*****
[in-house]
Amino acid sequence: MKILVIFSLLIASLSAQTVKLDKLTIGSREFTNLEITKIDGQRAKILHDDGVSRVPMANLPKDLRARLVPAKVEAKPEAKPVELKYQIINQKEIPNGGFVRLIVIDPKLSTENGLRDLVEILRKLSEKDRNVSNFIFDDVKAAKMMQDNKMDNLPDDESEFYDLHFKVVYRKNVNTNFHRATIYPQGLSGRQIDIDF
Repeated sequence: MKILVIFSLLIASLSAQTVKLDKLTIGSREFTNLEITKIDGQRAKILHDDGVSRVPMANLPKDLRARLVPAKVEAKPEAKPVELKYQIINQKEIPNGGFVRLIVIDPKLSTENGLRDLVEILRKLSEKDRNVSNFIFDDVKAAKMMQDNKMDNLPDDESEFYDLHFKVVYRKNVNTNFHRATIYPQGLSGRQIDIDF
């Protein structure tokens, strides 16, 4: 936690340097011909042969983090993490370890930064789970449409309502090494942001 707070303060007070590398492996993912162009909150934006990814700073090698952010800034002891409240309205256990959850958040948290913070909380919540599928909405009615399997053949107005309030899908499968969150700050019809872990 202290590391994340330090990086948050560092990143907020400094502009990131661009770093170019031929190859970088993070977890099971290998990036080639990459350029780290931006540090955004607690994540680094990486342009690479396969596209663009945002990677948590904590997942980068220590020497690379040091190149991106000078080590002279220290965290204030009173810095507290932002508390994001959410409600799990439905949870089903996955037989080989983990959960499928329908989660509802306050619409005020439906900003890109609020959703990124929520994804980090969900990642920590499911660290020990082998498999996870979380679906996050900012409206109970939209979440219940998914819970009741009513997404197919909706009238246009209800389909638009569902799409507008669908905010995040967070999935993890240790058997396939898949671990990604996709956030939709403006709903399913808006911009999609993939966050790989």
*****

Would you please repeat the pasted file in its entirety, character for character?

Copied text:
[in-house]
Amino acid sequence: MKILVIFSLLIASLSAQTVKLDKLTIGSREFTNLEITKIDGQRAKILHDDGVSRVPMANLPKDLRARLVPAKVEAKPEAKPVELKYQIINQKEIPNGGFVRLIVIDPKLSTENGLRDLVEILRKLSEKDRNVSNFIFDDVKAAKMMQDNKMDNLPDDESEFYDLHFKVVYRKNVNTNFHRATIYPQGLSGRQIDIDF
Repeated sequence: MKILVIFSLLIASLSAQTVKLDKLTIGSREFTNLEITKIDGQRAKILHDDGVSRVPMANLPKDLRARLVPAKVEAKPEAKPVELKYQIINQKEIPNGGFVRLIVIDPKLSTENGLRDLVEILRKLSEKDRNVSNFIFDDVKAAKMMQDNKMDNLPDDESEFYDLHFKVVYRKNVNTNFHRATIYPQGLSGRQIDIDF
């Protein structure tokens, strides 16, 4: 936690340097011909042969983090993490370890930064789970449409309502090494942001 707070303060007070590398492996993912162009909150934006990814700073090698952010800034002891409240309205256990959850958040948290913070909380919540599928909405009615399997053949107005309030899908499968969150700050019809872990 202290590391994340330090990086948050560092990143907020400094502009990131661009770093170019031929190859970088993070977890099971290998990036080639990459350029780290931006540090955004607690994540680094990486342009690479396969596209663009945002990677948590904590997942980068220590020497690379040091190149991106000078080590002279220290965290204030009173810095507290932002508390994001959410409600799990439905949870089903996955037989080989983990959960499928329908989660509802306050619409005020439906900003890109609020959703990124929520994804980090969900990642920590499911660290020990082998498999996870979380679906996050900012409206109970939209979440219940998914819970009741009513997404197919909706009238246009209800389909638009569902799409507008669908905010995040967070999935993890240790058997396939898949671990990604996709956030939709403006709903399913808006911009999609993939966050790989």